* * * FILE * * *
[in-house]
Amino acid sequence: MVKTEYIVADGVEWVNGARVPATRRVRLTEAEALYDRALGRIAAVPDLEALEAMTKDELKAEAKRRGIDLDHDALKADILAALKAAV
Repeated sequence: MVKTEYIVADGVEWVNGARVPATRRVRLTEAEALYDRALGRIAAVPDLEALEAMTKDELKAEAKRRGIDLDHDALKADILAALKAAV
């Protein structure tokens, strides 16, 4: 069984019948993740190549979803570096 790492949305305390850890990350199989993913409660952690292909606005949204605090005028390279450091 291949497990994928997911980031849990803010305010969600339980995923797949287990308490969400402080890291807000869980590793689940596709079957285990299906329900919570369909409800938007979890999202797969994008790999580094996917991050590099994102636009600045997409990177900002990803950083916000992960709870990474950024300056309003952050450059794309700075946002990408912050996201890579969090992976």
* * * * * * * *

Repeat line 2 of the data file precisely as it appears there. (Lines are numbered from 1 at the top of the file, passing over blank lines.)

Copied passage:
Amino acid sequence: MVKTEYIVADGVEWVNGARVPATRRVRLTEAEALYDRALGRIAAVPDLEALEAMTKDELKAEAKRRGIDLDHDALKADILAALKAAV